useradd-u $ NEW_UID -c "$ NEW_COMMENT" -md $ NEW_HOMEDIR -s $ NEW_SHELL -g $ NEW_GROUP -G $ NEW_ADDGROUP $ NEW_USER
if [-! z $ NEW_PASS]
then
echo $ NEW_PASS | passwd - stdin $ NEW_USER
chage -M $ NEW_CHAGE $ NEW_USER
chage -d 0 $ NEW_USER
fi
fi
The above code work? Yes, but this code is not written well, if this is a 500-line bash script, no indentation, then to understand the purpose of this script will be very difficult. The following look at the use of indentation after the same piece of code:

NEW_UID = $ (echo $ x | cut-d: -f1)
NEW_USER = $ (echo $ x | cut-d: -f2)
NEW_COMMENT = $ (echo $ x | cut-d: -f3)
NEW_GROUP = $ (echo $ x | cut-d: -f4)
NEW_ADDGROUP = $ (echo $ x | cut-d: -f5)
NEW_HOMEDIR = $ (echo $ x | cut-d: -f6)
NEW_SHELL = $ (echo $ x | cut-d: -f7)
NEW_CHAGE = $ (echo $ x | cut-d: -f8)
NEW_PASS = $ (echo $ x | cut-d: -f9)
PASSCHK = $ (grep-c ": $ NEW_UID:" / etc / passwd)
if [$ PASSCHK -ge 1]
then
echo "UID: $ NEW_UID seems to exist check / etc / passwd"
else
useradd-u $ NEW_UID -c "$ NEW_COMMENT" -md $ NEW_HOMEDIR -s $ NEW_SHELL -g $ NEW_GROUP -G $ NEW_ADDGROUP $ NEW_USER
if [-! z $ NEW_PASS]
then
echo $ NEW_PASS | passwd - stdin $ NEW_USER
chage -M $ NEW_CHAGE $ NEW_USER
chage -d 0 $ NEW_USER
fi
fi
After indentation, it is clear if the second statement embedded in the first if statement, but if we look not indented, certainly can not find it at first glance.

Indentation depends on your own, is to use two spaces, four spaces, or a tab on the use, it is not important. It is important in the same way every time the code is consistent indentation.


Increase spacing

Indent can increase the intelligibility of the code, and spacing can increase the readability of the code. Usually, I like to use the code according to the code interval, this is a personal preference, and its significance is to make the code more readable and easier to understand.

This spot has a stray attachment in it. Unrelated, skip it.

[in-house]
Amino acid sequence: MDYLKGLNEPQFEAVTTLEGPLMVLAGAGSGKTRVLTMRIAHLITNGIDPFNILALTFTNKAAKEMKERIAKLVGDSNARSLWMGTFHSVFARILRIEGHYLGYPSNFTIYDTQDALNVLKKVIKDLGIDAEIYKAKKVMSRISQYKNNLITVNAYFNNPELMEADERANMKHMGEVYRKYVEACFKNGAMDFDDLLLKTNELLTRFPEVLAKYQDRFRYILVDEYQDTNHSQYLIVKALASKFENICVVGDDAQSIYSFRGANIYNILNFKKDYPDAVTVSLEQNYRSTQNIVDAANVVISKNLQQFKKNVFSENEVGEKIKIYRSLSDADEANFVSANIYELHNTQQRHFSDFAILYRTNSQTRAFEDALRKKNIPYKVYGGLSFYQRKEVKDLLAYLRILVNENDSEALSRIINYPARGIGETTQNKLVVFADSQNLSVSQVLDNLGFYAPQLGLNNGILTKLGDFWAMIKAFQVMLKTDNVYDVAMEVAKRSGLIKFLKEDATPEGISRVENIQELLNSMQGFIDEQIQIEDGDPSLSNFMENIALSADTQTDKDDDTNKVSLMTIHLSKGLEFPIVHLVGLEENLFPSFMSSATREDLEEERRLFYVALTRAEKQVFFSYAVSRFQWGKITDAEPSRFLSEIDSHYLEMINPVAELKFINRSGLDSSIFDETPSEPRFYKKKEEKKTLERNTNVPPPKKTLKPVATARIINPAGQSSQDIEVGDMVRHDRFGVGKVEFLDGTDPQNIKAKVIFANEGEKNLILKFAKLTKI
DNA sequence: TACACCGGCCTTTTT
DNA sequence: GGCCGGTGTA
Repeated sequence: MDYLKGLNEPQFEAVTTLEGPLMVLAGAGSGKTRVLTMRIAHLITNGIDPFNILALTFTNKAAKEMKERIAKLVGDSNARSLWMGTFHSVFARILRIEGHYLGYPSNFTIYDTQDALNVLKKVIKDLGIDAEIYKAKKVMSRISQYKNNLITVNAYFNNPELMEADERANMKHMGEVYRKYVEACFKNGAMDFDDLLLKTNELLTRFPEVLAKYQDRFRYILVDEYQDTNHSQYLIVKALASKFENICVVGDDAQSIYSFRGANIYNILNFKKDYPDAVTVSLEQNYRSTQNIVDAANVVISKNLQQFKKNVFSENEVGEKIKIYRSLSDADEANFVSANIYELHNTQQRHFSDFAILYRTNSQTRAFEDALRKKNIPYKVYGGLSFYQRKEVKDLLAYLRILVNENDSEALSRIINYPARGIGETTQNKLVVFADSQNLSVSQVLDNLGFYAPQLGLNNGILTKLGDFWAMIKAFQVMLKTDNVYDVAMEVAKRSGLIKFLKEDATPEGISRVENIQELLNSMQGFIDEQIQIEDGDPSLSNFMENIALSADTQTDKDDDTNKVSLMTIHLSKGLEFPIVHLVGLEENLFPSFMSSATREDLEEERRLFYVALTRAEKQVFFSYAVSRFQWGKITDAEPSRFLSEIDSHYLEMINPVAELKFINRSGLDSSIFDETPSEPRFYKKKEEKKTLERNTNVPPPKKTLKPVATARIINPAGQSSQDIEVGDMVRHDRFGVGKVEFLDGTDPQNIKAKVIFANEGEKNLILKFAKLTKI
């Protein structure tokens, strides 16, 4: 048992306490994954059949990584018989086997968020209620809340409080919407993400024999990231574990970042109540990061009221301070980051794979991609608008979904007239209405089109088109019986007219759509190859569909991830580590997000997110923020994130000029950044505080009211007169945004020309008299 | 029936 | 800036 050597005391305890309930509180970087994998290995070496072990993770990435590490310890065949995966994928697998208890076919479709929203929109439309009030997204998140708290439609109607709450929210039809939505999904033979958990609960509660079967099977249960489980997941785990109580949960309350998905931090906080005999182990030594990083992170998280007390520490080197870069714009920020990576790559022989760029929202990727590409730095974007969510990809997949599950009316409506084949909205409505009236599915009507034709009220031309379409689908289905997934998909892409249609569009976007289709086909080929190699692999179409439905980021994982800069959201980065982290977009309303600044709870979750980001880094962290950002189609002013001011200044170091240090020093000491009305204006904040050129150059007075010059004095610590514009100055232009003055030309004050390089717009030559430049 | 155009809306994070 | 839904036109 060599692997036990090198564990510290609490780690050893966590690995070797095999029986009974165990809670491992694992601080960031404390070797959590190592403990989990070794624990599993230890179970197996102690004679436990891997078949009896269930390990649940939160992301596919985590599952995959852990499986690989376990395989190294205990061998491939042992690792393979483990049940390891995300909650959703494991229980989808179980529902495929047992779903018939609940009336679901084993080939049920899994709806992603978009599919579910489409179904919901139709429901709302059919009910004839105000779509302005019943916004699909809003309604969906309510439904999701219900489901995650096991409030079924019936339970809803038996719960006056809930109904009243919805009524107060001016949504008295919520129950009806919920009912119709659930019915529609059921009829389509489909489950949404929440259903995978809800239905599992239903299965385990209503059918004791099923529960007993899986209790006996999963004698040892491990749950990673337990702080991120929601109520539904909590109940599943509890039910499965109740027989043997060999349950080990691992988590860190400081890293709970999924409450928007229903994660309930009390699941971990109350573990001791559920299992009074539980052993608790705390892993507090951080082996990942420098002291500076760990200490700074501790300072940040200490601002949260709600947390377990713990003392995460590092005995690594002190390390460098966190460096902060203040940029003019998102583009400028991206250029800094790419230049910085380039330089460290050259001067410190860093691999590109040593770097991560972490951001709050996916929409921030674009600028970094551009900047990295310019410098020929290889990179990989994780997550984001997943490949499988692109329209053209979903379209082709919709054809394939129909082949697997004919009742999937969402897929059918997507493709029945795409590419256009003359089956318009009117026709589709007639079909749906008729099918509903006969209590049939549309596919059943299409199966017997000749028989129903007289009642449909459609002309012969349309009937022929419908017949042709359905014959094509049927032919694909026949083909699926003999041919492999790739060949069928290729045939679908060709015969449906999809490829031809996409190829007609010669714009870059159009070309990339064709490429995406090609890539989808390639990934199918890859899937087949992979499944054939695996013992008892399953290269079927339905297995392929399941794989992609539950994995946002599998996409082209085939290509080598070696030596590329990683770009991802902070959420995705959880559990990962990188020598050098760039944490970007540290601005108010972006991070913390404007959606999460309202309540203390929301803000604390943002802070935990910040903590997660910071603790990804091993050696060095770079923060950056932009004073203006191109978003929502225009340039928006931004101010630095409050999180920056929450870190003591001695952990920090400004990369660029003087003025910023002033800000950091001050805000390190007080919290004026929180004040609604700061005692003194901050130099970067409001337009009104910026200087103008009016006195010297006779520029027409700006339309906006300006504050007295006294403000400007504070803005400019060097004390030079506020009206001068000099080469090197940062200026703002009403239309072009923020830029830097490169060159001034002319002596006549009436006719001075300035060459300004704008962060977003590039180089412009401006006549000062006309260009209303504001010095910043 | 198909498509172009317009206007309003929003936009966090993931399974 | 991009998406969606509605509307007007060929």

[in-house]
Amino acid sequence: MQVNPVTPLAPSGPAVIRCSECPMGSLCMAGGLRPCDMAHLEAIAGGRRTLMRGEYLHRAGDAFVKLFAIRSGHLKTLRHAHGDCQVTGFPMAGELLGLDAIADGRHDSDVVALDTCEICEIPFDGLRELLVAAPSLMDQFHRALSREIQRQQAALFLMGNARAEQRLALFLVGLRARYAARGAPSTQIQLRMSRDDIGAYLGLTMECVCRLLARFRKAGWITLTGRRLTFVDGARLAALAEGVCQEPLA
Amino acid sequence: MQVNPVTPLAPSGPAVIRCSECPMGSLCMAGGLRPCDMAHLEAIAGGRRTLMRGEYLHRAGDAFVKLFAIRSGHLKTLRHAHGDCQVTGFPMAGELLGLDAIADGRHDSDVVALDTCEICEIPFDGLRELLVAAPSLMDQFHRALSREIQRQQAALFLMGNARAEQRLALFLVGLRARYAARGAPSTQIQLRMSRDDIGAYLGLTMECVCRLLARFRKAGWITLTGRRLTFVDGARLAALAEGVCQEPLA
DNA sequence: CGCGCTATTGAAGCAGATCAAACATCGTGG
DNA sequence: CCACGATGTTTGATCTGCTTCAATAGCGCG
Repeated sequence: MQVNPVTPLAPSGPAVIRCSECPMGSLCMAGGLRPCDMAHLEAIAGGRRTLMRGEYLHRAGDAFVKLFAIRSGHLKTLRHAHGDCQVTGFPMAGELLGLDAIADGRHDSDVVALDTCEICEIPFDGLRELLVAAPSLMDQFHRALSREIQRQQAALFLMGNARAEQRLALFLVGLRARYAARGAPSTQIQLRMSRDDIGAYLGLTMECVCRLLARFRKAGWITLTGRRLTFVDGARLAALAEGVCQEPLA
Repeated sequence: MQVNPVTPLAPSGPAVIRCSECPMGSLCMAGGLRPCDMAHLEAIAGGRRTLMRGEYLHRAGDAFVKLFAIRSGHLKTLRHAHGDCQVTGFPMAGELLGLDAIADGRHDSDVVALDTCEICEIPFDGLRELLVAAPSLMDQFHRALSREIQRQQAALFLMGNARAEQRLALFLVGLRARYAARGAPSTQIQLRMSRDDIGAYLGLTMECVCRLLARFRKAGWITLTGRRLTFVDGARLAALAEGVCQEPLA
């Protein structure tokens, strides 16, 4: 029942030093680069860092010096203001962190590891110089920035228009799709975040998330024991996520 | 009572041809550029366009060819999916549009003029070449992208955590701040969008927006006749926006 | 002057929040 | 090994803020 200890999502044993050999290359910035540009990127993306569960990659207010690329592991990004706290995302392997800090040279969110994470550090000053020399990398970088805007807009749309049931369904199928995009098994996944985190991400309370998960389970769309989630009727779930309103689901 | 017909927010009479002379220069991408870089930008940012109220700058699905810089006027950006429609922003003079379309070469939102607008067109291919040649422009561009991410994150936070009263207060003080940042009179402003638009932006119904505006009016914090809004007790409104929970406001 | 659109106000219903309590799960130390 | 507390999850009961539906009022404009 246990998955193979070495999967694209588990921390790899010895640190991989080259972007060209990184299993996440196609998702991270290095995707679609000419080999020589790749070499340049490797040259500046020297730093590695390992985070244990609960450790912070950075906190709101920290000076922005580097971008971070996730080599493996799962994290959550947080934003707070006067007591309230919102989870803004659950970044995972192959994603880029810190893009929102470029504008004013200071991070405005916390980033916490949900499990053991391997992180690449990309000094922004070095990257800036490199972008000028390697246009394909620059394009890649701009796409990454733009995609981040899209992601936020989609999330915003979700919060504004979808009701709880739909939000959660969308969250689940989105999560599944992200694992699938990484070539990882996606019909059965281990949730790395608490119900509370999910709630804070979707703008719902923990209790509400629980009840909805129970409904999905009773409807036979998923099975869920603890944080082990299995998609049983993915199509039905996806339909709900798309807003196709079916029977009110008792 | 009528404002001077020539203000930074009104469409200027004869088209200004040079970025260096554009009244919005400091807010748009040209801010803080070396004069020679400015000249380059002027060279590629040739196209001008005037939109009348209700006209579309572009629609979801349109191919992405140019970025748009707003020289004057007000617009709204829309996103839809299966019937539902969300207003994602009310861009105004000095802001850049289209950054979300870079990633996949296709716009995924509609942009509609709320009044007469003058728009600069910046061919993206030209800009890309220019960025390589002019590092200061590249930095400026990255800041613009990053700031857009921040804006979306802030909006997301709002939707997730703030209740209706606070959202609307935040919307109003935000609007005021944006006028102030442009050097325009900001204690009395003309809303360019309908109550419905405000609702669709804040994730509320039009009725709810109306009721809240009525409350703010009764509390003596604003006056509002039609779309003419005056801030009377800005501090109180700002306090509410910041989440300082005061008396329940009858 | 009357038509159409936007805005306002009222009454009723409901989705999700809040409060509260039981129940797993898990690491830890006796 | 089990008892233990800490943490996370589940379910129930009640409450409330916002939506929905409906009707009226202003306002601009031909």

The following are examples of the code to add line spacing after:

NEW_UID = $ (echo $ x | cut-d: -f1)
NEW_USER = $ (echo $ x | cut-d: -f2)
NEW_COMMENT = $ (echo $ x | cut-d: -f3)
NEW_GROUP = $ (echo $ x | cut-d: -f4)
NEW_ADDGROUP = $ (echo $ x | cut-d: -f5)
NEW_HOMEDIR = $ (echo $ x | cut-d: -f6)
NEW_SHELL = $ (echo $ x | cut-d: -f7)
NEW_CHAGE = $ (echo $ x | cut-d: -f8)
NEW_PASS = $ (echo $ x | cut-d: -f9)
PASSCHK = $ (grep-c ": $ NEW_UID:" / etc / passwd)
if [$ PASSCHK -ge 1]
then
echo "UID: $ NEW_UID seems to exist check / etc / passwd"
else
useradd-u $ NEW_UID -c "$ NEW_COMMENT" -md $ NEW_HOMEDIR -s $ NEW_SHELL -g $ NEW_GROUP -G $ NEW_ADDGROUP $ NEW_USER
if [-! z $ NEW_PASS]
then
echo $ NEW_PASS | passwd - stdin $ NEW_USER
chage -M $ NEW_CHAGE $ NEW_USER
chage -d 0 $ NEW_USER
fi
fi
As you can see, line spacing, although imperceptible, but are so clean after every code debugging easier.

Commented code

Described head adapted to add a script function descriptions, and code comments to explain what the code for their own purposes. Here it is still the same as above the snippet, but this time I will add code comments, explain the purpose of the code:

### Parse $ x (the csv data) and put the individual fields into variables
NEW_UID = $ (echo $ x | cut-d: -f1)
NEW_USER = $ (echo $ x | cut-d: -f2)
NEW_COMMENT = $ (echo $ x | cut-d: -f3)
NEW_GROUP = $ (echo $ x | cut-d: -f4)
NEW_ADDGROUP = $ (echo $ x | cut-d: -f5)
NEW_HOMEDIR = $ (echo $ x | cut-d: -f6)
NEW_SHELL = $ (echo $ x | cut-d: -f7)
NEW_CHAGE = $ (echo $ x | cut-d: -f8)
NEW_PASS = $ (echo $ x | cut-d: -f9)
### Check if the new userid already exists in / etc / passwd
PASSCHK = $ (grep-c ": $ NEW_UID:" / etc / passwd)
if [$ PASSCHK -ge 1]
then
### If it does, skip
echo "UID: $ NEW_UID seems to exist check / etc / passwd"
else
### If not add the user
useradd-u $ NEW_UID -c "$ NEW_COMMENT" -md $ NEW_HOMEDIR -s $ NEW_SHELL -g $ NEW_GROUP -G $ NEW_ADDGROUP $ NEW_USER
### Check if new_pass is empty or not
if [-! z $ NEW_PASS]
then
### If not empty set the password and pass expiry
echo $ NEW_PASS | passwd - stdin $ NEW_USER
chage -M $ NEW_CHAGE $ NEW_USER
chage -d 0 $ NEW_USER
fi
fi